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    Porta Galliera

    Porta Galliera is an imposing medieval gate in Bologna, located in Piazza XX Settembre, in the northern part of the historical center of the city. Porta Galliera is the most decorated of all the remaining gates of Bologna.   SHORT HISTORY Porta Galliera was built at the beginning of the 13th century, when the third wall of the city was raised. With a length of about 7.6 kilometers and a polygonal shape, the outer wall of Bologna had 12 gates equipped with a drawbridge, to cross the external moat. The gate was rebuilt in the 14th century, in conjunction with the works for the construction of the nearby Galliera Castle (Castello di Galliera), erected between 1330 and 1333 by Cardinal Bertrando del Poggetto for the Pope John XXII. The fortress was however destroyed in 1334 by the Bolognese population rebelling against the Papal State. In the 17th century, the gate was subject to several renovations, and between 1661 and 1663, due to the poor state of the original foundations, it was completely rebuilt based on a design by Bartolomeo Provaglia. Porta Galliera witnessed the final event of the insurrection of August 8, 1848. Through the gate, the last left open Read more [...]

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    Palazzo Sansedoni

    Palazzo Sansedoni is a medieval palace located on the northern side of Piazza del Campo, in Siena. Today, the palace houses the Monte dei Paschi di Siena Foundation.   SHORT HISTORY The palace takes its name from the noble Sansedoni family, one of the most powerful families of Siena during the Middle Ages. Palazzo Sansedoni was built at the beginning of the 13th century, by joining several ancient buildings. In 1339, the architect Agostino di Giovanni oversaw the reconstruction and expansion of the palace. The majestic brick facade of the palace facing the square dates back to an 18th-century renovation in Gothic style by the architect Ferdinando Ruggieri.   ART AND ARCHITECTURE The concave facade of Palazzo Sansedoni, which follows the curvature of the square, is composed of four orders, three of them with trifore mullioned windows. The facade is topped by battlements above a frieze of round arches. The tower of the palace, positioned asymmetrically to the left of the building, was truncated in 1760, because Torre del Mangia, located nearby, had to be the tallest building in the square. Inside, various rooms have 18th-century decorations, work of Francesco Melani, Giuseppe Melani and Gian Domenico Ferretti. Anton Domenico Gabbiani Read more [...]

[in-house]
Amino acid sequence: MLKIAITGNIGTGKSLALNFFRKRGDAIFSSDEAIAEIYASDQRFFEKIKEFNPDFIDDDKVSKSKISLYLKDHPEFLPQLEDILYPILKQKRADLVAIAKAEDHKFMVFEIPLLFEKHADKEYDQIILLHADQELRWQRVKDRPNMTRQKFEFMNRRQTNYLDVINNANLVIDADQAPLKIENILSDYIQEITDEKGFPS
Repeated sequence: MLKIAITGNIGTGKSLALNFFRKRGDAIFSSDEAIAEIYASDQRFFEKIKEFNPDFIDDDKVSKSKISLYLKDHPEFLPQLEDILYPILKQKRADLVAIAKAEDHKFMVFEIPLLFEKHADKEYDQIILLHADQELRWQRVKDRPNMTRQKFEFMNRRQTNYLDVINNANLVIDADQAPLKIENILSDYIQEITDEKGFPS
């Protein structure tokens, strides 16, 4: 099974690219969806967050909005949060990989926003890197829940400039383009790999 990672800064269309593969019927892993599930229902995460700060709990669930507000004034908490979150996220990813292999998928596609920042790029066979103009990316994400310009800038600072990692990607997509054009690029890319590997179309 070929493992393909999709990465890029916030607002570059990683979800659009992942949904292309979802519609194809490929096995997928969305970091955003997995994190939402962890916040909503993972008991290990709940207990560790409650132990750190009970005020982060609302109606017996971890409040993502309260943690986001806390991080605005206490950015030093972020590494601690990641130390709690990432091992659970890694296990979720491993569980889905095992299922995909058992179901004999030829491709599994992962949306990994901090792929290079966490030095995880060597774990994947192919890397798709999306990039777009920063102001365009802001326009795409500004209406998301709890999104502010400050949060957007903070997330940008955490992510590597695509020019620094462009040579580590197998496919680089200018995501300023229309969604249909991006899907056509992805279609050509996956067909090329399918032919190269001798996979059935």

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    Basilica of San Francesco

    The Basilica of San Francesco is a Romanesque church in Siena, located in the homonymous square. Dedicated to Saint Francis of Assisi, the church is officiated by the Order of Friars Minor Conventual.   SHORT HISTORY The Franciscans arrived in Siena shortly after the death of Saint Francis in 1226. Between 1228 and 1255, a first church was erected on this site. The current church was built between 1326 and 1475 in Gothic style, enlarging the pre-existing church. In 1655, a fire damaged the church, leaving it in ruins for over two centuries. Between 1763 and 1765, the current bell tower was built, based on a project by Paolo Posi. In 1855, following the suppression of religious orders carried out by Napoleon, the convent became the property of the Archdiocese of Siena, which made it the seat of the Archiepiscopal Seminary. The church was restored in Neo-Gothic style at the end of the 19th century. The works were entrusted to Giuseppe Partini for the interior, and to Vittorio Mariani and Gaetano Ceccarelli for the exterior. In 1968, the ancient Convent adjacent to the Basilica was purchased by the University of Siena, where the Department of Economics, Politics and Statistics is Read more [...]

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    Piazza Trento e Trieste

    Piazza Trento e Trieste, formerly known as Piazza delle Erbe for the market held there in the past, is the main square of Ferrara.   SHORT HISTORY The medieval square appeared at the same time with the Cathedral of San Giorgio, in the 12th century, and since its inception it became the fulcrum of the political, economic and religious powers of the city.   ARCHITECTURE The square, rectangular in shape, is crossed by a sidewalk 120 meters long and 12 meters wide, called listone. Around the square, you can still admire various ancient buildings, some of them in their original appearance, while others have undergone various renovations and transformations over time. In the northern part of the square, there is the Cathedral of San Giorgio, the Cathedral of Ferrara, built starting with 1235 and completed in 1177. Behind the Cathedral, there is the bell-tower, an unfinished work of Leon Battista Alberti. On the southern side of the Cathedral, runs Loggia dei Merciai, which since the beginning was dedicated to the merchants and to their various shops. The structure still retains its function today, hosting modern shops and commercial activities. The ancient seat of the Shoemakers’ Guild, Palazzo di San Crispino, Read more [...]